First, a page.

Dos and Don’ts for Your Auto Dealership Web Site

You probably spend a lot of time making sure your showroom looks great. The floors are clean and shiny, the cars are clean and parked at just the right angle. You’ve made an effort to have nice signage and presentable-looking people to greet customers and prospects. But think about it: how many people really visit our showrooms each month? Probably far fewer than the number of people who visit Web sites. So why do we spend so much time making sure our showrooms are pristine and so little time making sure our Web sites are perfect?

We know you’ve been avoiding the task. Everybody does. But it’s time to give your Web site the attention it deserves. Following are some helpful tips and things to avoid to ensure your Web site impresses visitors rather than drives them away.

Load Time is Everything

A study conducted a few years ago by Google entitled “The Need for Mobile Speed” revealed that 53 percent of site visits are abandoned if pages take longer than three seconds to load. Unfortunately for most businesses, the average page view loading time is closer to 19 seconds. Where are your potential customers going in those 16 seconds? A dealership with a better Web site, that’s where.

If it takes over three seconds for your site to load, you need to make some improvements. If it takes seven seconds or longer, you need to make some major changes. Patience is no longer a virtue in 2018, and technology has conditioned us to expect instant information. If Web surfers can’t get information immediately from you, they’ll find it faster from someone else. Luckily, there are a variety of tools you can use to test the speed of your Web site and determine how to fix slow areas.

Do: Go to and test the speed of your Web site on both desktop computers and mobile devices.

Don’t: Ignore the results. Look at the recommendations provided by the Google tools and work with your Web site designer and hosting company.

Simple is Better

Customers want an uncluttered experience when they’re visiting a dealership’s Web site. Think about your own Internet travels. When you find a Web site with clean lines, white space and organized landing pages, you’re more likely to visit multiple pages and spend time on the site. (The length of time people stay on your Web site is called site “stickiness.”) A well-organized search bar at the top of the page makes for a pleasant shopping experience. A sloppy-looking Web site with uneven columns, colors that don’t match and awkward page breaks can cause prospects to bounce off your sites in a matter of seconds.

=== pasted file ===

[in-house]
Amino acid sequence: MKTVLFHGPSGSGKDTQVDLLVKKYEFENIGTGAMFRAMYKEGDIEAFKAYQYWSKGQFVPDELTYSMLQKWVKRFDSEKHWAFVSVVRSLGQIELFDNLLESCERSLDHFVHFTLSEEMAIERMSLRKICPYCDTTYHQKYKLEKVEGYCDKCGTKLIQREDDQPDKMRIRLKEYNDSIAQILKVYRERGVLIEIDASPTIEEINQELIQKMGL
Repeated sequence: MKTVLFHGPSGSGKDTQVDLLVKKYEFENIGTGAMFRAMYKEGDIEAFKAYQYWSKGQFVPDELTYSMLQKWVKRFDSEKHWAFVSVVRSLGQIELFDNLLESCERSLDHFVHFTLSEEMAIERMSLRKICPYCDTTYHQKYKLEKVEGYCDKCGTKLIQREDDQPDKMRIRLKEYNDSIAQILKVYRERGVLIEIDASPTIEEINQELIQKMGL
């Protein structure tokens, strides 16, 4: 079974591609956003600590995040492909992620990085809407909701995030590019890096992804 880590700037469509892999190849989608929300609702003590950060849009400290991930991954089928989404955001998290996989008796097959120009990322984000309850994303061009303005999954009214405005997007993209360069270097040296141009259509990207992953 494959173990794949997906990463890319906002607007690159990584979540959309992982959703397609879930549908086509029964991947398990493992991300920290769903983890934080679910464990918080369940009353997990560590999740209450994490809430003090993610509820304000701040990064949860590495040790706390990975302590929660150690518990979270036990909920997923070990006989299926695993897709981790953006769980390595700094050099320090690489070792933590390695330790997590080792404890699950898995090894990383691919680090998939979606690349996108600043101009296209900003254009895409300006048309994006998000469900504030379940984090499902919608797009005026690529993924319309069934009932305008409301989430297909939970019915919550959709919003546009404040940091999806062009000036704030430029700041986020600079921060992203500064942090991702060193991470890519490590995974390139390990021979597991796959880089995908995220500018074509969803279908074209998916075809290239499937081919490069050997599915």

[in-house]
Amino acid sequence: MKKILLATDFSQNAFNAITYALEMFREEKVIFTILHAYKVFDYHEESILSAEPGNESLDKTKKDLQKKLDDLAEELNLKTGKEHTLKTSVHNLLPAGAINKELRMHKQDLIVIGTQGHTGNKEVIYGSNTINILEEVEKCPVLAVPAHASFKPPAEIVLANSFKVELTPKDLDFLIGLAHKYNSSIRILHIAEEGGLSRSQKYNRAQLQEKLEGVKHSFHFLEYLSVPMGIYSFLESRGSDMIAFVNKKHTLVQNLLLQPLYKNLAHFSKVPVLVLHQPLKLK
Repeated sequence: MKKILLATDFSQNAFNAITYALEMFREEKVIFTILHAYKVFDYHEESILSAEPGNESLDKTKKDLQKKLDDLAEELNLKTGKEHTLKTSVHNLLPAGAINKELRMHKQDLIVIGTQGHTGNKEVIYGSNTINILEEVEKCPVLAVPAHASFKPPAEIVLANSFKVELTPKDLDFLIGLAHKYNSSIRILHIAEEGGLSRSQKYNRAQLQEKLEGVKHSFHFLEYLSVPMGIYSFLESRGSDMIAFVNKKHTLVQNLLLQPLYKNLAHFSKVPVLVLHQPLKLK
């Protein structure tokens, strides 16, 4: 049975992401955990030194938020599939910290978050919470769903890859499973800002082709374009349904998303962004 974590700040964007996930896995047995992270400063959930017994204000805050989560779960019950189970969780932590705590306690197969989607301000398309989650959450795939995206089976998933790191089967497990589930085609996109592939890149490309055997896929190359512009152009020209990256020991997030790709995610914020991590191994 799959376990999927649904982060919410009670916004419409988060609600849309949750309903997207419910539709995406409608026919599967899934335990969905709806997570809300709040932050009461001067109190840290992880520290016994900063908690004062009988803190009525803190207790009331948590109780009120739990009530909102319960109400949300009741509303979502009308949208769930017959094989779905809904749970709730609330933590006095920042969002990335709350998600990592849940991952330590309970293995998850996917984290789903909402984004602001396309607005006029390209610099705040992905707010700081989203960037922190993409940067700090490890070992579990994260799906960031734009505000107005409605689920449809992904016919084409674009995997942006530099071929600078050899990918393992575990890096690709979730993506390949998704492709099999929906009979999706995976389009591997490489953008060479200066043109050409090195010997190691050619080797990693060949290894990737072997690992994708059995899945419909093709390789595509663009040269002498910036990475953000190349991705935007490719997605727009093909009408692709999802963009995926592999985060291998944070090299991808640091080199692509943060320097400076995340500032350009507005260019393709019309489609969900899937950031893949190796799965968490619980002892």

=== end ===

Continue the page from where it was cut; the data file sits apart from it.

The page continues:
Do: Include all relevant information “above the fold.” In this example, the search bar, navigation, mini home page slide, schedule service, click-to-call, chat and special offers are all located above the fold. Screen Shot 2018 05 07 at 9.04.04 PM | Dos and Don’ts for Your Auto Dealership Web Site

Don’t: Assume that you know what your customers want to look at. What you want them to see might not be what they want to see. Think like a consumer, not a dealer.

Do: Check your Web site analytics and heat map (if possible) to see what people are clicking on and viewing, then make your decisions based on data.

Don’t: Inundate people with pop-ups, scrolling text or other intrusive items. This pop-up not only interrupts the customer while he or she is trying to get to the home page, the actual actionable information is at the bottom. Screen Shot 2018 05 07 at 9.05.15 PM | Dos and Don’ts for Your Auto Dealership Web Site




Mobile First

If your Web site was designed back in the day when most people Web surfed on desktop computers, you can be certain it’s a liability instead of an asset today. Multiple sources have found that more than half of global Web traffic originates on a mobile device. Web sites that haven’t been designed for mobility will take forever to load, and be awkward to try and view on a mobile device. When reviewing your Web site, switching to a new provider or making decisions about your current site, think “mobile first” and “desktop second.”